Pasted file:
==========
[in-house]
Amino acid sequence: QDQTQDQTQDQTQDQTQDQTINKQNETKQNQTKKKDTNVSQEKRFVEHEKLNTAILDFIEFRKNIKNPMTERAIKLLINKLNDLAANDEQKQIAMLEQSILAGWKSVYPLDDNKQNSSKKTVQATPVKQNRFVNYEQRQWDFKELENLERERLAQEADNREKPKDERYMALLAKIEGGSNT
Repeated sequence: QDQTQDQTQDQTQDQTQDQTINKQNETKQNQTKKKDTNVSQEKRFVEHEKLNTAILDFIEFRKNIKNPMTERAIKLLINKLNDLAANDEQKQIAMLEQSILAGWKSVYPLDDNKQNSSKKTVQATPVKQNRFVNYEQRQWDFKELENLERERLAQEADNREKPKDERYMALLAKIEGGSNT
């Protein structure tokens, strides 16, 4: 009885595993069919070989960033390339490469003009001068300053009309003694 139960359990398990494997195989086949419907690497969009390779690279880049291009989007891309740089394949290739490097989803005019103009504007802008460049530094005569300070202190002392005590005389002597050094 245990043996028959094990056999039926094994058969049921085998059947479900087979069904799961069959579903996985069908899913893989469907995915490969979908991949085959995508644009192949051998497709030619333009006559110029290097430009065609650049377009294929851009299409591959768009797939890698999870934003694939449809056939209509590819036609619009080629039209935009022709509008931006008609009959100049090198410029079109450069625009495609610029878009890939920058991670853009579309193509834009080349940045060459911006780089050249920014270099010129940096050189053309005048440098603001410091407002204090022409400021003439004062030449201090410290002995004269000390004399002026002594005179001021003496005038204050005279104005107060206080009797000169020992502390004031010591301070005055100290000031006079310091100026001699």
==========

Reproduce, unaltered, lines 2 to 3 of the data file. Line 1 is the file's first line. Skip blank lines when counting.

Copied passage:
Amino acid sequence: QDQTQDQTQDQTQDQTQDQTINKQNETKQNQTKKKDTNVSQEKRFVEHEKLNTAILDFIEFRKNIKNPMTERAIKLLINKLNDLAANDEQKQIAMLEQSILAGWKSVYPLDDNKQNSSKKTVQATPVKQNRFVNYEQRQWDFKELENLERERLAQEADNREKPKDERYMALLAKIEGGSNT
Repeated sequence: QDQTQDQTQDQTQDQTQDQTINKQNETKQNQTKKKDTNVSQEKRFVEHEKLNTAILDFIEFRKNIKNPMTERAIKLLINKLNDLAANDEQKQIAMLEQSILAGWKSVYPLDDNKQNSSKKTVQATPVKQNRFVNYEQRQWDFKELENLERERLAQEADNREKPKDERYMALLAKIEGGSNT